2nd Chance Boxing 


Most would say that Juan Cervantes has come a long way since arriving in West Dallas at age eight. The year was 1973 when Juan arrived from Acuna Coahuila Mexico. It was a turbulent time in America, the Watergate hearings were just starting, U.S. had started pulling out of Vietnam, Roe VS Wade became the law of the land. At the movies, the 60s was being romanticized in the highly successful film ‘American Graffiti’. However, for 8-year-old Juan all that might have been on another planet, while somewhere in the background he might have heard that noise but for him and his family it was about survival. Closer to him was the murder of 12-year Santos Rodriguez by a Dallas Police Officer and the subsequent rioting that followed was a clear and present danger for all in his community.  He followed the path of many before him. Growing up in a neighborhood labeled, ‘El Cemento’ for an area cement plant reportably first started operating back in 1907. The company was a major employer for area residents who were mostly Mexican American or Mexican nationals in search of a better life. 



As he neared his teenage years, getting into altercations with other kids his age and at times older kids became common place. Its not that he went looking for trouble, maybe it just came with the neighborhood and in some ways, it was part of the culture. Juan, just kind accepted that as part of life and tried to focus on playing sports – which he did every chance he got. Whether it was organized sports at the rec. center at school or just at the empty lot down the street. Then at the age of fourteen he met Rudy Hinguanzo, the boxing coach at the Anita Martinez Rec Center

  It did not take long before Rudy became more then a boxing coach to Juan, he became a Mentor and a Father figure. Besides teaching Juan what many call the sweet science of boxing he also credits Rudy for encouraging him to follow his dreams of serving his community by becoming an officer of the law. Which leads to act 2 for Juan, after serving for years as Rudy’s assistant until Rudy finally closed his gym. Juan decided to follow his Mentor’s footsteps.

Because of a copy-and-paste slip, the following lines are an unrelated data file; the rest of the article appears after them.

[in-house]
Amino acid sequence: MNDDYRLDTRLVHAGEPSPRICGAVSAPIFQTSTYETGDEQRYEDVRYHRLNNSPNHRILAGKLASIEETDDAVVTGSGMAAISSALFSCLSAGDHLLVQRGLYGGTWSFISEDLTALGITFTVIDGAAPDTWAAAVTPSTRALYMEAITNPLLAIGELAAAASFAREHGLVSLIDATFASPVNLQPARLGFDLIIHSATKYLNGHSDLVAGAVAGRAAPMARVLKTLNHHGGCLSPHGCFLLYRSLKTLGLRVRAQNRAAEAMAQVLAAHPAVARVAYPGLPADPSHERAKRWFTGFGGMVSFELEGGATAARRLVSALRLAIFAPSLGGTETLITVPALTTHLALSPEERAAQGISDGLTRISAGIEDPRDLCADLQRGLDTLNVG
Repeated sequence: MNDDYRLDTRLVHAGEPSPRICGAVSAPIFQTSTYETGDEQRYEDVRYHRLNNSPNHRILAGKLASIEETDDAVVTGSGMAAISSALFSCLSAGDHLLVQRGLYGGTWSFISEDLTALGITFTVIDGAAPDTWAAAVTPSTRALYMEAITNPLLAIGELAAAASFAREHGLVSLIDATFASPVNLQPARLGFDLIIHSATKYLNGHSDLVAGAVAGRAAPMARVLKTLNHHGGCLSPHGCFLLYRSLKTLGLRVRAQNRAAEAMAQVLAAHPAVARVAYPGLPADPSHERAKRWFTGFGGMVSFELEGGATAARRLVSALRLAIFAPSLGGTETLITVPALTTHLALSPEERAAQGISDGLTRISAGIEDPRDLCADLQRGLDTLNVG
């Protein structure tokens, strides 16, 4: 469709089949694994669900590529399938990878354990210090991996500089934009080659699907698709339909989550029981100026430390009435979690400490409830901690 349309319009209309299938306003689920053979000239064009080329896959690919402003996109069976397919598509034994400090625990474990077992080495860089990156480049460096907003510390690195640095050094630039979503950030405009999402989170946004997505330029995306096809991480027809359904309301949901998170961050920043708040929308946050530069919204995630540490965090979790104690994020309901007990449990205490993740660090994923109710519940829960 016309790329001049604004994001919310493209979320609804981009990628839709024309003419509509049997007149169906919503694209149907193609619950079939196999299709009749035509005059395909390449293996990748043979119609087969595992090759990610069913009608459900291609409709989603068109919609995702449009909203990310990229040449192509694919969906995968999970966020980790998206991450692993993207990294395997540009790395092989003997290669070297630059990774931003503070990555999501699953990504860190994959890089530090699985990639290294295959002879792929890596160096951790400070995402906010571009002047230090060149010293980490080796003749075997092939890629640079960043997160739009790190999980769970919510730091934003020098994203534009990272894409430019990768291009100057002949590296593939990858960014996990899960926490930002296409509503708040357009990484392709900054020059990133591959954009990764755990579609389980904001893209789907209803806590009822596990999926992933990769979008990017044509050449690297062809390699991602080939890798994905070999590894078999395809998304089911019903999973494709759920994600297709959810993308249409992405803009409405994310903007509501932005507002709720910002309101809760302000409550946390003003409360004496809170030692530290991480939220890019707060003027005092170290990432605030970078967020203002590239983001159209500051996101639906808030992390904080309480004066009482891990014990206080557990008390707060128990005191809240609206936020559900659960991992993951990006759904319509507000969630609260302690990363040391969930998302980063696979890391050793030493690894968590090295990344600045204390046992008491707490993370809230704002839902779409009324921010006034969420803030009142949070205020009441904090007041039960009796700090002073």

“…Where there is a will there is a way” and Juan’s way was getting started in his garage… “


  Juan knew the lessons he learned as a young man had to continue to serve other youth in the area, but how could he start? Well as they say, “Where there is a will there is a way” and Juan’s way was getting started in his garage. This was about three years ago and while running a gym out of your garage is not ideal by any stretch of the imagination Es Mejor Ca Nada (better than nothing). And then as often happened when you are doing good, people will appear to help. Those people were Mr. Martinez from the Ledbetter Neighborhood Association and Mr. Ruben Mendoza director of Jaycee-Zaragoza Rec Center. And as fate would have it- Mr. Mendoza needed a boxing coach. 

  Fast forward to 2019 Juan Cervantes just retired from the Dallas District Attorney’s Office as a gang investigator. In his job as an investigator he saw firsthand how a life without direction and guidance can end bad. Either through gang involvement and the crime that comes with it and or just by dropping out of school. His alternative is his 2nd Chance Boxing program which he personally knows worked for him and now he wants to help others. Juan now has over 40 kids registered in his 2nd chance boxing program and just recently 12 of those kids competed in the annual Golden Gloves competition. With two of his boxers win championships in their weight classes. Juan believes his program offer kids an alternative to negative behavior and associations. And more importantly he believes in the kids, after he still remembers being one of them.  If you would like to get involved with helping provide a better future for these young people whether by volunteering or perhaps making a monetary donation you can contact Juan at 469.231.3546 or email. jcervantes454@gmail.com

Skip to content